The ideals which have lighted my way, and time after time have given me new courage to face life cheerfully, have been Kindness, Beauty, and Truth. The trite subjects of human efforts, possessions, outward success, luxury have always seemed to me contemptible.
— Albert Einstein.
Travelling to another country to make a film can be an enriching experience. The culture, the customs, the language barrier can be quite an experience. Add to that, the time constraints and the necessity to finish editing it before you leave. Now imagine that you have just under three weeks to create a finished and polished production and you’ve just graduated from film school.
Robert Duhaime is one brave soul for taking up the challenge in travelling to Lanzhou, China to make his ten minute documentary entitled, Truth Kindness Beauty. Never heard of Lanzhou? To give you some perspective, it’s China’s 43rd largest city with a population of four million. China is also home to the world’s largest bullet train.
“How does a student fresh out of film school decide to go to a foreign country to make a film?”
“The opportunity came to me and eight other film students through a posting at Capilano University. It is called the Looking China Program and is intended to promote Chinese culture. The requirement was that you had to be a recent graduate of film school. Three of us from the school were accepted into the program as well as five US film students and one student from Langara College.”
Robert was informed two months prior to leaving that he’d been accepted into the program. He was paired up with a producer Jin Yuqiao three weeks before leaving and presented with a list of topics to choose from in which to make his ten minute documentary. The students also had the choice to create their own original piece but it was more convenient to choose one from the list provided.
“What was the subject you chose for your documentary and how did you prepare before going?”
“I chose to cover the Duzhe magazine. It is China’s second largest magazine in circulation and promotes positive propaganda. It is comparable to our Readers Digest. I had been in communication with my producer Jin Yuqiao to work out the details with shooting days, locations and how I’d like to tell the story. She would then organize everything before I arrived.”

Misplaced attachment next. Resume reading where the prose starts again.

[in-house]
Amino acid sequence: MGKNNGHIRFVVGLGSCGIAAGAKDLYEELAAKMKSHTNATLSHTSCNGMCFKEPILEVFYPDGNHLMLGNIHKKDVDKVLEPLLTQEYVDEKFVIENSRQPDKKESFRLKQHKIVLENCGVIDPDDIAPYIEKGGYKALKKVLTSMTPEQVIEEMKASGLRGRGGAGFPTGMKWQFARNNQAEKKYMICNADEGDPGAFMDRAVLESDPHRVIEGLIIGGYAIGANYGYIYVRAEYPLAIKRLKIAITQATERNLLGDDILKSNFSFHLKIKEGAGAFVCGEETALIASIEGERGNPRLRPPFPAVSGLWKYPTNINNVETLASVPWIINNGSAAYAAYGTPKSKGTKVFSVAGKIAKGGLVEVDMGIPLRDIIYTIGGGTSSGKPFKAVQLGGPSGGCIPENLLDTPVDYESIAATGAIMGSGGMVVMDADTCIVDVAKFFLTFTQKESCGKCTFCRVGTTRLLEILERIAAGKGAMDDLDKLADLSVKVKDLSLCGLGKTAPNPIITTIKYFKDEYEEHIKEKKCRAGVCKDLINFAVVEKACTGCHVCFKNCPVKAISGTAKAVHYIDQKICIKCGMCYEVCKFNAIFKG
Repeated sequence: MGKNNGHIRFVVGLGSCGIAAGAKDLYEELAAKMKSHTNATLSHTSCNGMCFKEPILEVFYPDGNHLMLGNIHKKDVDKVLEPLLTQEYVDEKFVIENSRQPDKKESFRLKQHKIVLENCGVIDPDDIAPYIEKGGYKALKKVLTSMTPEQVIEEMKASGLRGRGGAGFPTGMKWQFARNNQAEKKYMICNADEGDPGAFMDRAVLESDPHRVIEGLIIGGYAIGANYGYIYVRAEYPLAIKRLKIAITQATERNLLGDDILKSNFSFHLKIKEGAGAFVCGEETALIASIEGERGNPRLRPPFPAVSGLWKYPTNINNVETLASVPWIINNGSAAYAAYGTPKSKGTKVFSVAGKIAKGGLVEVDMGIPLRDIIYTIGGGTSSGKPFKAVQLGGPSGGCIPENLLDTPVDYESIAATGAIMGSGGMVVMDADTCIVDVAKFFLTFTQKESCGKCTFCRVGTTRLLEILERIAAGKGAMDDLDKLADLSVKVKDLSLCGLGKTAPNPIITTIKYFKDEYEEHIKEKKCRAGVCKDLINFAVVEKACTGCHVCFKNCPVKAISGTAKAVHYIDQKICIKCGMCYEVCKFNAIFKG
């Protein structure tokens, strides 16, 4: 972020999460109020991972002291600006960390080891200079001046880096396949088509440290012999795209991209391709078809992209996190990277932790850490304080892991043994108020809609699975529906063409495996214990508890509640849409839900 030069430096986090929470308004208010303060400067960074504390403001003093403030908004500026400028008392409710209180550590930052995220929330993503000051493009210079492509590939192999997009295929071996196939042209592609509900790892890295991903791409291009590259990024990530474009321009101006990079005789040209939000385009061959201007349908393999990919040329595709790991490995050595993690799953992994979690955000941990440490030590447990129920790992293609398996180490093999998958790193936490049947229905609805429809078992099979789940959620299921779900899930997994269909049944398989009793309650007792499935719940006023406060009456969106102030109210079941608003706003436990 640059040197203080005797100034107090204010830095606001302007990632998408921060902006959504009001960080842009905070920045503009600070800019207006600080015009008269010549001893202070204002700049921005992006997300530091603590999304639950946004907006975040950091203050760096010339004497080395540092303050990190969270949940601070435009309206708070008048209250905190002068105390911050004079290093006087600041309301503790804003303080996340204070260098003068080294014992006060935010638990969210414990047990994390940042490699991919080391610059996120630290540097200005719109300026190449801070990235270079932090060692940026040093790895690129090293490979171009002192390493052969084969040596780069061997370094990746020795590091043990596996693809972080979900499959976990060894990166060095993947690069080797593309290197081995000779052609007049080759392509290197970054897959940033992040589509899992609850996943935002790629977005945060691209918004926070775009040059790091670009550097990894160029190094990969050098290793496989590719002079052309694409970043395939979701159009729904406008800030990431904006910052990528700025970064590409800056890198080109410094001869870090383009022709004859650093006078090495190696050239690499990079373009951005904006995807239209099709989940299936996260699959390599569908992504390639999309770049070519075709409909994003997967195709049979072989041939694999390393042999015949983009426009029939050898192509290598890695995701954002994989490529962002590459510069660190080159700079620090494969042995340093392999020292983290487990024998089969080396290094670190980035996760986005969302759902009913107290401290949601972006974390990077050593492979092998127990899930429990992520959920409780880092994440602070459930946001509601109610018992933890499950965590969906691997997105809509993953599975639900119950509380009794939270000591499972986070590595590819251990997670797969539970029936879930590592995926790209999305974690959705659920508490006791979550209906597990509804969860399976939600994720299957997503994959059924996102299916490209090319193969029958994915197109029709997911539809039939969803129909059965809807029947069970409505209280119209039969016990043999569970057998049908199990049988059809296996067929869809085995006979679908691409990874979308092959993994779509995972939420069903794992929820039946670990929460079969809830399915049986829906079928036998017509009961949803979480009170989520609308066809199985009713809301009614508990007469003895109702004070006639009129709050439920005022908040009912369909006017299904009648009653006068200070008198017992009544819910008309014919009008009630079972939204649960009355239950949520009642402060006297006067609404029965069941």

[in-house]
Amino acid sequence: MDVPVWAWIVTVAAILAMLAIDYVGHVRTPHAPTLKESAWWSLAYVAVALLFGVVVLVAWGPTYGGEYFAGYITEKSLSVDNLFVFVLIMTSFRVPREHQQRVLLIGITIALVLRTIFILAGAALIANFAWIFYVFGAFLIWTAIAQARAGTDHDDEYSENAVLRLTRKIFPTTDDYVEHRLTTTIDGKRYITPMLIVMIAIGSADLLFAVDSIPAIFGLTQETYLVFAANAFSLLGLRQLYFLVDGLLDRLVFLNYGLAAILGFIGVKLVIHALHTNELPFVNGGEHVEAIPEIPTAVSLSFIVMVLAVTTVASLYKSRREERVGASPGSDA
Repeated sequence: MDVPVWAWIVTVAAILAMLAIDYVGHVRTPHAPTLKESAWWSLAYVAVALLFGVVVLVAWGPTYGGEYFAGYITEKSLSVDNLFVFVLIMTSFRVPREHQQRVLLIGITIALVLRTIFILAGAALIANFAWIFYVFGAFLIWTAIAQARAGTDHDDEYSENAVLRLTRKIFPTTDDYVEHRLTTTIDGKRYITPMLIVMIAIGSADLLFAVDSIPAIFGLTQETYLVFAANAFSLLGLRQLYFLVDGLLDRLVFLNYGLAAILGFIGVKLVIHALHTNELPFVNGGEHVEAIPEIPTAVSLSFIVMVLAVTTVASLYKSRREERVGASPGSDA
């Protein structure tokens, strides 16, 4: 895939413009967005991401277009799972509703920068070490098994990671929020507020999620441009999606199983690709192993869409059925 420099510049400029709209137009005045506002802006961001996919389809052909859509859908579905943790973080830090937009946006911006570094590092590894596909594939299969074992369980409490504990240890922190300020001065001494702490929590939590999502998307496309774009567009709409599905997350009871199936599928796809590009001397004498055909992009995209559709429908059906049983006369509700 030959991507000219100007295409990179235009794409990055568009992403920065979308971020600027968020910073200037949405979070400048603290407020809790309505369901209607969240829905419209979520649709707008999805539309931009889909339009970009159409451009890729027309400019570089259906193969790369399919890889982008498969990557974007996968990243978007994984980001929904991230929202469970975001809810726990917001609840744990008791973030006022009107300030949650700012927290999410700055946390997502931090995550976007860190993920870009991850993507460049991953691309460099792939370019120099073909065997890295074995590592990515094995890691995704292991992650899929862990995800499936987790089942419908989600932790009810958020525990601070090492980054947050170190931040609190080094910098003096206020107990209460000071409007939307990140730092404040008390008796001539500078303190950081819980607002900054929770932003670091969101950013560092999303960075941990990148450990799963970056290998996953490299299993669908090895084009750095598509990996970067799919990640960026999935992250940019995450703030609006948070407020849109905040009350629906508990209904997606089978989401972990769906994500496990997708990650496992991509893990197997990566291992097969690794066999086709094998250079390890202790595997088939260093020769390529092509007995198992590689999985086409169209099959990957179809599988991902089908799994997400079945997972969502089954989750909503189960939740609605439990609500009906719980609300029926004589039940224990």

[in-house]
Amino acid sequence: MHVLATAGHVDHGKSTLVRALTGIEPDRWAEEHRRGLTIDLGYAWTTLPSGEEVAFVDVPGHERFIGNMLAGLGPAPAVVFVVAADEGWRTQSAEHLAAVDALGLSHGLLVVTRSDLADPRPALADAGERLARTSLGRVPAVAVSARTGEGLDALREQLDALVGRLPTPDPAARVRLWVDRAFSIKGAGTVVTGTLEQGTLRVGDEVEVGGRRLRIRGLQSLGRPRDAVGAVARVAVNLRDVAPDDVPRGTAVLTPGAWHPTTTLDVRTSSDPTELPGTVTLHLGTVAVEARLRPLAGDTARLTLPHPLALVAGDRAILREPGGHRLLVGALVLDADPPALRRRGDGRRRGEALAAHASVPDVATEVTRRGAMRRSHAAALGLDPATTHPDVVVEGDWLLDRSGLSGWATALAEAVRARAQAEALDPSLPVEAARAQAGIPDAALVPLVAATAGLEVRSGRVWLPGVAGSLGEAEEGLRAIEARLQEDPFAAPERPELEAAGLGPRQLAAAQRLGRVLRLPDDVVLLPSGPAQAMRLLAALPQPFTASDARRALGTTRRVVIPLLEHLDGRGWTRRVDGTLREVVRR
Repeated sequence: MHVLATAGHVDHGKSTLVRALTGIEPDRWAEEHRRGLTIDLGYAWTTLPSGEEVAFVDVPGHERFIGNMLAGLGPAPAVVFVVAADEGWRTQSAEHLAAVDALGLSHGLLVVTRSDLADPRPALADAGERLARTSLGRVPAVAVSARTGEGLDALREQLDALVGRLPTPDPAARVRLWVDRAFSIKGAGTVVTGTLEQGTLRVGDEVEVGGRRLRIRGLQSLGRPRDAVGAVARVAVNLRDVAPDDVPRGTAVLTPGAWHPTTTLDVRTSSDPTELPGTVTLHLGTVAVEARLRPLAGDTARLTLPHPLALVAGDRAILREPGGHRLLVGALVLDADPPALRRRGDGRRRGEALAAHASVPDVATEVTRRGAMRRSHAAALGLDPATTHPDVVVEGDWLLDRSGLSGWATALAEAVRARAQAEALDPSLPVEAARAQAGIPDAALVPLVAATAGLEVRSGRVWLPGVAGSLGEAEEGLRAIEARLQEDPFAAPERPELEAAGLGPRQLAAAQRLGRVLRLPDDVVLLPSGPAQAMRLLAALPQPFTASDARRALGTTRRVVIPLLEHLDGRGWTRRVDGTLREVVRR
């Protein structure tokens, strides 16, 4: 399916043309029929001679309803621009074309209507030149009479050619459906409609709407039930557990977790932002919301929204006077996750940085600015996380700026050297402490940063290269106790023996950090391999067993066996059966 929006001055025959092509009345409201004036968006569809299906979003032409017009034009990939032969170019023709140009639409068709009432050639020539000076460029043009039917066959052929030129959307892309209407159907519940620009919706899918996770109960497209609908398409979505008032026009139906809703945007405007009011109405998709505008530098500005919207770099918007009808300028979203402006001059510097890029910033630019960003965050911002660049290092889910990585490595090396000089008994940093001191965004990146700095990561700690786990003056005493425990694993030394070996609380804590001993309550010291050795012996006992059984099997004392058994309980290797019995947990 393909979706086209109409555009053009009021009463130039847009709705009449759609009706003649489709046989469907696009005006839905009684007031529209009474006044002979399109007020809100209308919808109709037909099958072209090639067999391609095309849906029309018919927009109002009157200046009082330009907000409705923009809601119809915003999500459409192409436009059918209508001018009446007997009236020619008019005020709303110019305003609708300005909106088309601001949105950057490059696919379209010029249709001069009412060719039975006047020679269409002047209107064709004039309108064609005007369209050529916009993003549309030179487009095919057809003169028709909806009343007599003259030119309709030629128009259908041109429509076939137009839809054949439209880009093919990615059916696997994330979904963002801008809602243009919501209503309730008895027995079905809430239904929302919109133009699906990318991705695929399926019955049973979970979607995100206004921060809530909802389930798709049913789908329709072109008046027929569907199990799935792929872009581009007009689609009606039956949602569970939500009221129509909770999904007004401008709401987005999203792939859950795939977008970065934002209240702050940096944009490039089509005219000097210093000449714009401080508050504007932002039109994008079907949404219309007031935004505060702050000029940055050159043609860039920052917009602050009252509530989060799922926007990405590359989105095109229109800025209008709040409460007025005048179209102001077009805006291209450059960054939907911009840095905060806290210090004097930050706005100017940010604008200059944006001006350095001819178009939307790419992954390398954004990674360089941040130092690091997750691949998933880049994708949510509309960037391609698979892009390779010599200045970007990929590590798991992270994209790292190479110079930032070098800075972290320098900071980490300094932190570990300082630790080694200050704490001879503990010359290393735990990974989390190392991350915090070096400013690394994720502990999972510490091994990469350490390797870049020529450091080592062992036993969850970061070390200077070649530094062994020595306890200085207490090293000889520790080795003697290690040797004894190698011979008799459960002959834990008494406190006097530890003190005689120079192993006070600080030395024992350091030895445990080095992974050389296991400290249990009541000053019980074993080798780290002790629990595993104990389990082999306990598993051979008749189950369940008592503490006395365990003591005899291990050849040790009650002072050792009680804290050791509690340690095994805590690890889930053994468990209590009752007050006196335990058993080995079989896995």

I had the distinct pleasure of viewing Roberts documentary. The images are incredible and the story very compelling. The film gives great insight into China’s culture and the popularity of the stories contained within the Duzhe magazine. The interviews are spoken in Mandarin but there are translations throughout. I was captivated by the polished look and the overall production. I was also surprised by the musical score. Robert had found a couple Canadian Indy bands willing to contribute some tracks. I found the music works well with the theme of the film. Considering the time constraints and language barriers to overcome, it’s an impressive ten minute production.
“What were some of the difficulties in filming in a foreign country and can you explain what your experience was like?”
“I was very fortunate to have a producer that had recently returned from spending a year in Tennessee. Her English was pretty good. After each day of filming, we’d upload our footage onto Avid or Premiere. Paul Armstrong had come along as an executive producer/supervisor and would look through our footage at the end of each day. He had pushed me to shoot some footage inside the printing factory. It turned out to be some of the best footage in the film and he really helped us to push the envelope and take advantage of our opportunity to shoot there. The publication is in Mandarin so I had to rely on photos and my translator to explain the contents. The transit system is very efficient and the buses are equipped with TV’s and wifi. One day though, I decided to hire a driver and spent most of it stuck in traffic. Everyone pays with their cell phones and the city was very modern.”
The Duzhe was created in the 80’s as a way to create positive propaganda. Jin is responsible for crafting it, planning it, dealing with all the meetings and basically shaping the entire magazine. Her job is to create content that meets approval with the government as well as pleasing its readers. It’s an interesting position to be in.
Robert shot the documentary in June and it screened at the Vancouver Chinese Film Festival on July 15. The finished films stayed in Lanzhou but the footage remained with the individuals. Robert Duhaime plans to enter his film into the festivals. He tells me the experience was a great way to stretch themselves as new filmmakers by taking on the challenge of working in a foreign country under a compressed schedule.
It was a pleasure speaking to Robert Duhaime and I wish him the very best in getting as much exposure with his film Truth Kindness Beauty.